As most voters have shown they understand, Roy Cooper has been one of the best governors in modern North Carolina history. He’s a skilled lawyer, pragmatic politician, and a caring and committed progressive who believes in human rights and building a fairer and more equitable and sustainable society.
He’s no saint – no one would ever expect such a thing – but in comparison to many of the cynical and on-the-make charlatans and hatemongers who have infected 21st-century American politics, Cooper stands out as an unusually decent, dedicated, competent and uncorrupt public servant. North Carolina is a significantly better, healthier, and more prosperous place because of his able and dedicated leadership, and that of many of the talented people he’s hired and appointed.
But like all chief executives who find themselves overseeing large bureaucracies comprised of thousands of imperfect human beings performing countless important tasks, Cooper can’t and doesn’t hit a home run every time he comes up to bat. He’s had his share of errors and omissions over the past five-plus years, and one such very important area that is in desperate need of an urgent and dramatic overhaul is this: hurricane recovery.
As NC Policy Watch investigative reporter Lisa Sorg has documented (and continues to document) in an ongoing series of powerful reports, Cooper appointees are failing miserably in delivering recovery services to scores of families who suffered grievous damage to their homes during a hurricane – Matthew – that dates back to the month before Cooper was even first elected in 2016.
The stories Sorg has uncovered – and that she must now seek to wade her way through given that scores of people have been coming out of the woodwork to contact her ever since her first report was published – are outrageous and heartbreaking.
In many parts of eastern North Carolina, people have been living in dangerous and unrepaired homes, motels, travel trailers and automobiles for years. Almost all are people of extremely modest means who are just trying to survive.
Meanwhile, the state agency created to respond to this crisis and aid these people in need, the North Carolina Office of Recovery and Resiliency (NCORR), has – there’s no other way to put this – failed miserably. Not only has NCORR presided over and allowed this shameful situation to persist and fester, it has made things worse by repeatedly handing large contracts for millions of tax dollars to a firm that is clearly not up to the hugely important job it was assigned, and that has repeatedly failed to deliver the work for which it was paid.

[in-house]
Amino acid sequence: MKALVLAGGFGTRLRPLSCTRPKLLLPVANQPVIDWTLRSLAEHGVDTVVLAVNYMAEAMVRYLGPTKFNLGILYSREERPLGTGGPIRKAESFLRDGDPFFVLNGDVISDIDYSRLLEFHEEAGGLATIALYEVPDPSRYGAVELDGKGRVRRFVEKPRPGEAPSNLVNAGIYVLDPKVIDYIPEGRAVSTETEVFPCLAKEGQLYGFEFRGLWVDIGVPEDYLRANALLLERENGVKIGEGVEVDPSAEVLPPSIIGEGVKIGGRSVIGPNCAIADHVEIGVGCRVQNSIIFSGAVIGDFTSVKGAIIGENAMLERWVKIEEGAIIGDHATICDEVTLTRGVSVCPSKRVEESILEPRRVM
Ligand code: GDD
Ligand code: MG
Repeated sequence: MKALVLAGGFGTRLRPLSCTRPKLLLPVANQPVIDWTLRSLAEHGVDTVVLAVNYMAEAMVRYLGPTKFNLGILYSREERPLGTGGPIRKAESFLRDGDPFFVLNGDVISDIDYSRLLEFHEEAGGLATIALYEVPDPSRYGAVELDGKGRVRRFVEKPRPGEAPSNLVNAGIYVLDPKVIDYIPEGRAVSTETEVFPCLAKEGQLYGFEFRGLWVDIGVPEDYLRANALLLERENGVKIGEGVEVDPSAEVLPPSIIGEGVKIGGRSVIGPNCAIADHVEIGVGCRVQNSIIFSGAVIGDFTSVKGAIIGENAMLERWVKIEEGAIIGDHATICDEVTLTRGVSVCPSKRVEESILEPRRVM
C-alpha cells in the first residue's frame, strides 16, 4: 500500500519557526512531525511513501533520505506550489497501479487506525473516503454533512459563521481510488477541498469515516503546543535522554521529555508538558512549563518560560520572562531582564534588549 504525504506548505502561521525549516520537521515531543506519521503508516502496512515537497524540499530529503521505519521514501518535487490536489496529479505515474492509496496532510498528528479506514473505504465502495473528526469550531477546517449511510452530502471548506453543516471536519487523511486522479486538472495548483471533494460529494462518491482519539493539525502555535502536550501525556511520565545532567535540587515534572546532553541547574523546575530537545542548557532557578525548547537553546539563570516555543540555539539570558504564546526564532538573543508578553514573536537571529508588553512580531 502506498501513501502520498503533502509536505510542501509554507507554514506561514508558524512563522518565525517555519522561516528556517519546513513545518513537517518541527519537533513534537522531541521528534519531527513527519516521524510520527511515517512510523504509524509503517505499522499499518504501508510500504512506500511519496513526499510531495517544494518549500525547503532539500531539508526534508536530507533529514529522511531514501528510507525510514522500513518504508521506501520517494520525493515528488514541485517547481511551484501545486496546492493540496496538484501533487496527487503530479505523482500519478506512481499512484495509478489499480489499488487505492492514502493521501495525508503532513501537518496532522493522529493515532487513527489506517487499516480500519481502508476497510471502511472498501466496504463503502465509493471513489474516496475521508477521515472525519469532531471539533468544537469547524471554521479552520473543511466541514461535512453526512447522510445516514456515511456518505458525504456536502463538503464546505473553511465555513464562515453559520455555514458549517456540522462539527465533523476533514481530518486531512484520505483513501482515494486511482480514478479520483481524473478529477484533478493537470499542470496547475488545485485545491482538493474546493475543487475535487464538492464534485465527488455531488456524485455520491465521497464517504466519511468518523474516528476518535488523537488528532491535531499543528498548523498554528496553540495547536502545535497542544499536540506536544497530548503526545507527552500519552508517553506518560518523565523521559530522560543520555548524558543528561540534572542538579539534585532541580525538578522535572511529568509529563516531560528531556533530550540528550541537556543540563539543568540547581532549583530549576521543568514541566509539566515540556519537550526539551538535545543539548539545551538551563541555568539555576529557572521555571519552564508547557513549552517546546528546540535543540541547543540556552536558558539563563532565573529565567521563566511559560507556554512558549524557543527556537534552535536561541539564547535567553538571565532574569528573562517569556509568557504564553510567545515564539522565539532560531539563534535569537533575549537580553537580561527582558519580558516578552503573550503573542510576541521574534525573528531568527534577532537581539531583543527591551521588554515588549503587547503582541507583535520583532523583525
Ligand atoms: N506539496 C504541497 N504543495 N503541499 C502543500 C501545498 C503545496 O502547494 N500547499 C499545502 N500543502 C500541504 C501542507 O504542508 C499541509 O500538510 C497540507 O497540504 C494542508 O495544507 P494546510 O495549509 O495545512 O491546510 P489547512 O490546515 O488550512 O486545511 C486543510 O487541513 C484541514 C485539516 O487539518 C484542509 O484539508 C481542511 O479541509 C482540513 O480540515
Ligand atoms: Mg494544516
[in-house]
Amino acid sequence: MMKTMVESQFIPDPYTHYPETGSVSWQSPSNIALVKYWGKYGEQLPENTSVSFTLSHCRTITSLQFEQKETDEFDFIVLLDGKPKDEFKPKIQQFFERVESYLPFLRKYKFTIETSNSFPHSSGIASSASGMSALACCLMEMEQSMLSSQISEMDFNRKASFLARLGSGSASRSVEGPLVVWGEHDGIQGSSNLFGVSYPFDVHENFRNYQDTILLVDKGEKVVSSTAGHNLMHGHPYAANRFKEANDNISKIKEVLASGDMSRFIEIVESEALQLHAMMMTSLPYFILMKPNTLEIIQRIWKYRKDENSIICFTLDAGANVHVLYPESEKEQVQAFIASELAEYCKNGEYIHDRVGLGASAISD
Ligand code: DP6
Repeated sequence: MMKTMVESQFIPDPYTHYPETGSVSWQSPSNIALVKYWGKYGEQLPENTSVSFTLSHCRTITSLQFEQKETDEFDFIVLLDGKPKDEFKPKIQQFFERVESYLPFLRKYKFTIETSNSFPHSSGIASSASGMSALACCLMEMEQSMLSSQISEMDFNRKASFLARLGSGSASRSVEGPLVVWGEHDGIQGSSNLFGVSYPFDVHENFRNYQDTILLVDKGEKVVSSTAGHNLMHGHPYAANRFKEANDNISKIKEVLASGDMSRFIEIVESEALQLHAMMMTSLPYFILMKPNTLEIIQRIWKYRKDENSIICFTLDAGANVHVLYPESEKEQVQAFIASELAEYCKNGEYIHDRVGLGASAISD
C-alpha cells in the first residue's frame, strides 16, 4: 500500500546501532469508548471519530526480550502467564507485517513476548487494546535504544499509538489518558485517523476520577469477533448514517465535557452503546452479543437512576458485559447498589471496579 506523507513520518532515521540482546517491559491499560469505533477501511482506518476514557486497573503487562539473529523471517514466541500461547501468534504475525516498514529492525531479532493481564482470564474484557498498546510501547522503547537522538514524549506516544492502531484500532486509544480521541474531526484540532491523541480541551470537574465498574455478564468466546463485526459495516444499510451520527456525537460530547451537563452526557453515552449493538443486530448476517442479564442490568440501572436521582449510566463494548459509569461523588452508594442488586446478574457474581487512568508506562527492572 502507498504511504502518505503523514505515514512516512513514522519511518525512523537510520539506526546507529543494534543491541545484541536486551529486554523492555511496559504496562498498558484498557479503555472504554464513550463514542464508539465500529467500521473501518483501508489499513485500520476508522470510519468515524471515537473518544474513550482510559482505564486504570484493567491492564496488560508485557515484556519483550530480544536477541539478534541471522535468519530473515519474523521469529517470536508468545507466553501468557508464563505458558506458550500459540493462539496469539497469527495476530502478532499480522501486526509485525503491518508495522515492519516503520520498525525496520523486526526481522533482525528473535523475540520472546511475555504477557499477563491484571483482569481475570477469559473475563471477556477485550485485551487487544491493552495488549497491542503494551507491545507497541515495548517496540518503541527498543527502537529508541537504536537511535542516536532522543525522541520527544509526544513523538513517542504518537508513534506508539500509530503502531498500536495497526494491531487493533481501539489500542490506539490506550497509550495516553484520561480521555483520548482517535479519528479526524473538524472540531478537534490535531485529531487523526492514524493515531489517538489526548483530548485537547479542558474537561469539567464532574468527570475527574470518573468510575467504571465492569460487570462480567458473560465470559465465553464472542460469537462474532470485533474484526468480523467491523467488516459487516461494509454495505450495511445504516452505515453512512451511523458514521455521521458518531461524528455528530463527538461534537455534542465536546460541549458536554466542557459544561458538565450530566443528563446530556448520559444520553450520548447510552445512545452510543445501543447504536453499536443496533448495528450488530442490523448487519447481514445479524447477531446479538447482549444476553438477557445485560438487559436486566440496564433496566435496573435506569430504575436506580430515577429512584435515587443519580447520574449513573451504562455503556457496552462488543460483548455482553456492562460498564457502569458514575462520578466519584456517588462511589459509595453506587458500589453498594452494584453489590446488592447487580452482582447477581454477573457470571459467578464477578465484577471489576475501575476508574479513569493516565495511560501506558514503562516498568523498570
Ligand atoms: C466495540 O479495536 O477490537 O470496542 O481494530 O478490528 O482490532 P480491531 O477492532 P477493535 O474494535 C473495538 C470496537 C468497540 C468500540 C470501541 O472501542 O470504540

But wait, it gets worse.
Multiple credible reports from reliable witnesses indicate the company in question received unwarranted favorable treatment from NCORR and that the official in charge of day-to-day oversight engaged in several inappropriate actions – right down to forcing contractors to place their cellphones in a bucket prior to meetings so they wouldn’t record his inappropriate statements.
And that’s not all.
When Policy Watch brought these findings to the attention of agency and company in question, the response was denial, excuse making and stonewalling.
Rather than taking immediate action to get to the bottom of the enormous and disturbing mess Sorg’s reporting revealed, much less moving to address it, the agency devoted its time to quibbling with Policy Watch over minutiae in our reporting and denying that anything of importance was or is wrong. NCORR also still refuses to make the public official responsible for the inappropriate statements to contractors available to answer questions.
Meanwhile, the company in question, moved to immediately hire a crisis communications firm and has refused to speak to Sorg or answer any of her questions.
Of course, none of this is to say or imply that overseeing the massive job of hurricane recovery is an easy one. And clearly, the onset of the pandemic has made things much more difficult.
But doggone it, people have been living in motels for years. At least one family was actually threatened with eviction because, they were informed, the state had temporarily stopped paying their motel bill. Work on building them a new home has yet to commence.
This is beyond outrageous and simply unacceptable.
If the agency didn’t have the tools, resources or capacity to get the job it was assigned done, both it and the Governor’s office should have been (and should still be) raising holy heck with the General Assembly, Congress, and the White House – anyone with the capacity to help.
The bottom line: It is plausible that Gov. Cooper hasn’t fully appreciated the scope of this disaster. Large public bureaucracies of all kinds – public and private – have a long and rich tradition of masking their foul-ups and ineptitude and telling their higher ups the news that makes them look good. With a little skillful P.R., even the most inept agency can manufacture some happy photos and ribbon-cutting events.
Let’s hope this was the case.
But now, for better or worse, the truth is out and it demands immediate action from the governor. Hundreds of suffering North Carolinians await his action.
[Editor’s note: Readers can follow Sorg’s ongoing series this Wednesday as she profiles Roverta, Franklin and Ashley who are desperate to return to their Wayne County home.]